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Uric acid has historically been viewed as a purine metabolic waste product excreted by the kidney and gut that is relatively unimportant other than its penchant to crystallize in joints to cause the disease gout. In recent years, however, there has been the realization that uric acid is not biologically inert but may have a wide range of actions, including being both a pro- and anti-oxidant, a neurostimulant, and an inducer of inflammation and activator of the innate immune response. In this paper, we present the hypothesis that uric acid has a key role in the foraging response associated with starvation and fasting. We further suggest that there is a complex interplay between fructose, uric acid and vitamin C, with fructose and uric acid stimulating the foraging response and vitamin C countering this response. Finally, we suggest that the mutations in ascorbate synthesis and uricase that characterized early primate evolution were likely in response to the need to stimulate the foraging “survival” response and might have inadvertently had a role in accelerating the development of bipedal locomotion and intellectual development. Unfortunately, due to marked changes in the diet, resulting in dramatic increases in fructose- and purine-rich foods, these identical genotypic changes may be largely responsible for the epidemic of obesity, diabetes and cardiovascular disease in today’s society.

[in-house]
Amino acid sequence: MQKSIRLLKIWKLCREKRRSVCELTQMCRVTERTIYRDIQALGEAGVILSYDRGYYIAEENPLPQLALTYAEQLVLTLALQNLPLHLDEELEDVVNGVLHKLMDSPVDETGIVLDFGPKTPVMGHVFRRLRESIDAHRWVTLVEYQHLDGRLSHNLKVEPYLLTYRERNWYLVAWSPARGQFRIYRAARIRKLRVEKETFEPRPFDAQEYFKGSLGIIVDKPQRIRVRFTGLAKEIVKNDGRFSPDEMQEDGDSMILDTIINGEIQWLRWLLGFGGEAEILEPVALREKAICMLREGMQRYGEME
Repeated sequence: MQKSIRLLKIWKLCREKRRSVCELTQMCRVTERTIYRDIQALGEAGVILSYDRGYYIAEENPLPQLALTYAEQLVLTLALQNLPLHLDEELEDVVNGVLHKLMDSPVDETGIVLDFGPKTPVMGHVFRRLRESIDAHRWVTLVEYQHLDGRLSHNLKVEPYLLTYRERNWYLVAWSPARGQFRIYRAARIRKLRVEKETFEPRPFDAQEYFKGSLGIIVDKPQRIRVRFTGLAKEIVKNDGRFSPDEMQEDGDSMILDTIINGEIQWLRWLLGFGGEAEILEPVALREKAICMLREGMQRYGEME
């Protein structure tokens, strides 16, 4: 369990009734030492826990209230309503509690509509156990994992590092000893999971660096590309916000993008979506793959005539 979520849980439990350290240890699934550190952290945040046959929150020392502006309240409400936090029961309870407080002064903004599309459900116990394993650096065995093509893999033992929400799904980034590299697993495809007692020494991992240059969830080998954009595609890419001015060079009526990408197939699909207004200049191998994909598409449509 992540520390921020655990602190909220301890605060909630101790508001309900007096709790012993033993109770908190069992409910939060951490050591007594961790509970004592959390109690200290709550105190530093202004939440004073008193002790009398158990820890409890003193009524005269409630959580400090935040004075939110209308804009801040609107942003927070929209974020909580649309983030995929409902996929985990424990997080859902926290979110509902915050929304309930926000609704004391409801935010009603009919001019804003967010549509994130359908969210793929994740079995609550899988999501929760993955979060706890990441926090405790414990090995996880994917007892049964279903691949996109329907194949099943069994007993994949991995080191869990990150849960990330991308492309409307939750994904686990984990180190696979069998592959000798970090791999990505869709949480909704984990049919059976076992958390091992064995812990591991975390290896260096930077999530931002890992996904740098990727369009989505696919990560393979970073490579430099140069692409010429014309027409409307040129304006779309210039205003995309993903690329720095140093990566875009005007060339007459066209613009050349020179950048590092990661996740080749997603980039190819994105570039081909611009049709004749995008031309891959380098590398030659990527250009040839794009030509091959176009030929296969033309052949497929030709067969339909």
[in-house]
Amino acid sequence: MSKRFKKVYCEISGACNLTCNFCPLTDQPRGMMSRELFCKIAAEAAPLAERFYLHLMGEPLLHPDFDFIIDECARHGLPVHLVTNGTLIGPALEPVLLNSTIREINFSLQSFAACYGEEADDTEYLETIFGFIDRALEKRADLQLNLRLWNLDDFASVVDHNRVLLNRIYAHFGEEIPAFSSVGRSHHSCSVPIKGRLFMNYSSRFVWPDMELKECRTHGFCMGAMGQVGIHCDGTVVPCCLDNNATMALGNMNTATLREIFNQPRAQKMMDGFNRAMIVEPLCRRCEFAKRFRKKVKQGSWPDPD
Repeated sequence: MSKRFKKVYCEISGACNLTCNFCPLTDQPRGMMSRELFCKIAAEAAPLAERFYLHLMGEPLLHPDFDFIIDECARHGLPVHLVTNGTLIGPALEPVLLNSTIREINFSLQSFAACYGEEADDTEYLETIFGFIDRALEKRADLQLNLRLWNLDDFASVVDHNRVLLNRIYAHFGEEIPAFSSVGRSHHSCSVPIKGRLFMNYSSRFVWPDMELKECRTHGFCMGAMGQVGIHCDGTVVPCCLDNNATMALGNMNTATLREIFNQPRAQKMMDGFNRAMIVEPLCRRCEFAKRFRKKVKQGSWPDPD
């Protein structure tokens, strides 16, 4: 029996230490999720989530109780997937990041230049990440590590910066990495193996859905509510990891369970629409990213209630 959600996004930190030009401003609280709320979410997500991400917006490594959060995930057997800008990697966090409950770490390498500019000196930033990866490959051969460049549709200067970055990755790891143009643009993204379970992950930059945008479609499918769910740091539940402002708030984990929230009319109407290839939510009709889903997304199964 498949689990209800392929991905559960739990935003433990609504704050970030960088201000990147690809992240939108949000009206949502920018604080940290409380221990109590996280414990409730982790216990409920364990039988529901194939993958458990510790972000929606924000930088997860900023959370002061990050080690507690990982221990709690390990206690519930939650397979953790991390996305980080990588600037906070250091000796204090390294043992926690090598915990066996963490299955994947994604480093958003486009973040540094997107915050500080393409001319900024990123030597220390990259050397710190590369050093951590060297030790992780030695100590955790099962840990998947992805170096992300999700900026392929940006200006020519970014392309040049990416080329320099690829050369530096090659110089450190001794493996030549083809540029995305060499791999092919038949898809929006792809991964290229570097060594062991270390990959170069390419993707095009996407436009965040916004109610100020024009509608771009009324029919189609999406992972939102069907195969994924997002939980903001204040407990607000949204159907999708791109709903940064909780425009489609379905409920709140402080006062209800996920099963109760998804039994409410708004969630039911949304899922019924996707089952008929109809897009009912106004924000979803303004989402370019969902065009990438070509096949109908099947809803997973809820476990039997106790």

Gout is one of the best and the oldest known afflictions in humans. Its emergence often corresponds to a period of societal wealth, such as occurred during the Golden Age of Greece, the Roman Empire, and the industrialization of Europe in the eighteenth and nineteenth centuries (Hartung 1957). In the last century, gout has increased in frequency throughout the world, and correlates with the rising rates of obesity and cardiovascular disease. Indeed, gout can be considered another characteristic feature of the great epidemic characterized by increasing rates of hypertension, metabolic syndrome, diabetes, and chronic kidney and cardiovascular disease (Johnson et al. 2005).